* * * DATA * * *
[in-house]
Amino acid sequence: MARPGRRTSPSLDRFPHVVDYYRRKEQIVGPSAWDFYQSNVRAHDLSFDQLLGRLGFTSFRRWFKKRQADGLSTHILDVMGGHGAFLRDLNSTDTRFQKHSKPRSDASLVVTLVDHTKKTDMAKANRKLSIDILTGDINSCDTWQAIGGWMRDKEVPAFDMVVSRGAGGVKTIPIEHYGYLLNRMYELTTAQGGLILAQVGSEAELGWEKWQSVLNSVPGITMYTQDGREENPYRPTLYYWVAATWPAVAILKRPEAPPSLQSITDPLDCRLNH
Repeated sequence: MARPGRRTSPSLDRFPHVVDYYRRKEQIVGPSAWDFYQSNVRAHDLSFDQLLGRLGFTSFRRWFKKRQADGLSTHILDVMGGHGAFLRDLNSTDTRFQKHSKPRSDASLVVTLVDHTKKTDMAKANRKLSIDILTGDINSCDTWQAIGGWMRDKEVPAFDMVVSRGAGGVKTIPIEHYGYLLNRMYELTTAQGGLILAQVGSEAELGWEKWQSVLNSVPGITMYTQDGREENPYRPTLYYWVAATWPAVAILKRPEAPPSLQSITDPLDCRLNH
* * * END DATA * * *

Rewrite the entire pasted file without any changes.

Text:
[in-house]
Amino acid sequence: MARPGRRTSPSLDRFPHVVDYYRRKEQIVGPSAWDFYQSNVRAHDLSFDQLLGRLGFTSFRRWFKKRQADGLSTHILDVMGGHGAFLRDLNSTDTRFQKHSKPRSDASLVVTLVDHTKKTDMAKANRKLSIDILTGDINSCDTWQAIGGWMRDKEVPAFDMVVSRGAGGVKTIPIEHYGYLLNRMYELTTAQGGLILAQVGSEAELGWEKWQSVLNSVPGITMYTQDGREENPYRPTLYYWVAATWPAVAILKRPEAPPSLQSITDPLDCRLNH
Repeated sequence: MARPGRRTSPSLDRFPHVVDYYRRKEQIVGPSAWDFYQSNVRAHDLSFDQLLGRLGFTSFRRWFKKRQADGLSTHILDVMGGHGAFLRDLNSTDTRFQKHSKPRSDASLVVTLVDHTKKTDMAKANRKLSIDILTGDINSCDTWQAIGGWMRDKEVPAFDMVVSRGAGGVKTIPIEHYGYLLNRMYELTTAQGGLILAQVGSEAELGWEKWQSVLNSVPGITMYTQDGREENPYRPTLYYWVAATWPAVAILKRPEAPPSLQSITDPLDCRLNH